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These Six Tips Will Help You Write a Top-Notch Home Buyer Letter to a Seller

Aug 7, 2019

Are you a home buyer trying to set yourself apart from your competition? Did you know that writing a letter to the seller can be the determining factor that catapults you to the front of the pack? While the terms of your offer are very important, a genuine, carefully-worded offer letter is a critical step that can ultimately get you into the home of your dreams. Below, our team of Agents have put together six, time-tested tips to help you write a top-notch letter to the seller of your potential, future home.

Tip 1: Introduce Yourself

When starting off your letter, it is key to introduce yourself to the sellers. Give a brief introduction to let the seller know who you are and why you are looking for a home—specifically their home. Sharing your motivation of why you are house hunting, whether it’s buying your first home, needing more space for a growing family, or the love of the neighborhood will help establish a personal connection. It’s also extremely important to address the seller by name—at least in the beginning. Research indicates that addressing someone by name excites their brain, which makes this is an excellent way to instantly grab their attention. It will also make your letter feel personal and purposeful.

Tip 2: Flattery Goes Far

According to the Harvard Business Review, “Flattery has an insidious ability to worm its way into the unconscious, where it creates persistent feelings that affect outcomes of all kinds”. With that said, flattery should be a key tactic used in your home buyer letter to persuade the seller to choose you. To start off, address the seller by name. Then, illustrate your true desire for the home by letting the seller know how much you love what they have done with the space.You can make comments on how much you like the design, decor, and even emphasize your admiration of their personal style.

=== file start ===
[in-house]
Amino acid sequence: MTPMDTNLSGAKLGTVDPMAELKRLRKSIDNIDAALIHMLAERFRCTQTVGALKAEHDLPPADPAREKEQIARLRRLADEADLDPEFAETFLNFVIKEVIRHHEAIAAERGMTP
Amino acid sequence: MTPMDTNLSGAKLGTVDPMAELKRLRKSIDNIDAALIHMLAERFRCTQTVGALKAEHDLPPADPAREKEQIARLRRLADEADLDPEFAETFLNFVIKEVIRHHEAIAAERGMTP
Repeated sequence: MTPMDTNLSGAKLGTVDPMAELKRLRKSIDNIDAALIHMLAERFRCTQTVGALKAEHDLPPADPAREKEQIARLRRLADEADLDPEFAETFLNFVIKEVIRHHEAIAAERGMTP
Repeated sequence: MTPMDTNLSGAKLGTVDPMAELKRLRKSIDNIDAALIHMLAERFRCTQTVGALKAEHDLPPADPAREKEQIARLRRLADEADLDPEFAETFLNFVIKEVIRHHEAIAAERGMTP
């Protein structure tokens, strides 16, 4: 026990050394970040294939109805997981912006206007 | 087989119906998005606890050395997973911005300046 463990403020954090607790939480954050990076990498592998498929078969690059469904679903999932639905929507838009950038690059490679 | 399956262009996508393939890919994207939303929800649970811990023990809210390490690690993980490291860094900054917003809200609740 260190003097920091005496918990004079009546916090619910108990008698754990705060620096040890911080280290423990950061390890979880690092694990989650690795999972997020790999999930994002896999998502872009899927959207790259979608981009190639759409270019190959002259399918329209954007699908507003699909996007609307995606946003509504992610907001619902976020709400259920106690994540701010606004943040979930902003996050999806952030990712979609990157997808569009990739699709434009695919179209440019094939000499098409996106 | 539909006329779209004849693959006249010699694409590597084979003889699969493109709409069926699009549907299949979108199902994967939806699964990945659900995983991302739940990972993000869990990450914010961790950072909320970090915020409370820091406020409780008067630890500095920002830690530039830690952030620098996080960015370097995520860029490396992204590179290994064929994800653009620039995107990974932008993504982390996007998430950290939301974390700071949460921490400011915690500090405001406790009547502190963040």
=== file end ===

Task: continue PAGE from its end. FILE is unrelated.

In order to sound genuine and authentic, highlight specific details that you like best to express your desire for this home. For example, you can comment on their beautifully renovated kitchen, refinished hardwood floors, or fire pit that they added in the backyard. This home was likely special to the seller, so let them know what distinct features make it stand out for you. Pointing out special features and expressing care of the home will also help reassure the seller you are not likely to tarnish any special memories the house holds. The more you show appreciation for this specific home, the likelier you are going to be the next one living in it.

Tip 3: Make It Personal.

As you keep your tone and words heartfelt throughout the letter, work on establishing a personal connection with the seller. Expressing some personal info about your family increases the likelihood that the seller will feel comfortable trusting you with their beloved home. Work to convince them you are the best possible option by talking about something meaningful to them. If the seller is family-oriented, then you may want to talk about your children. Basically, include details that would put the seller at ease. If you feel comfortable, it may also help to include a friendly, fun photo of you and your spouse, child or pet.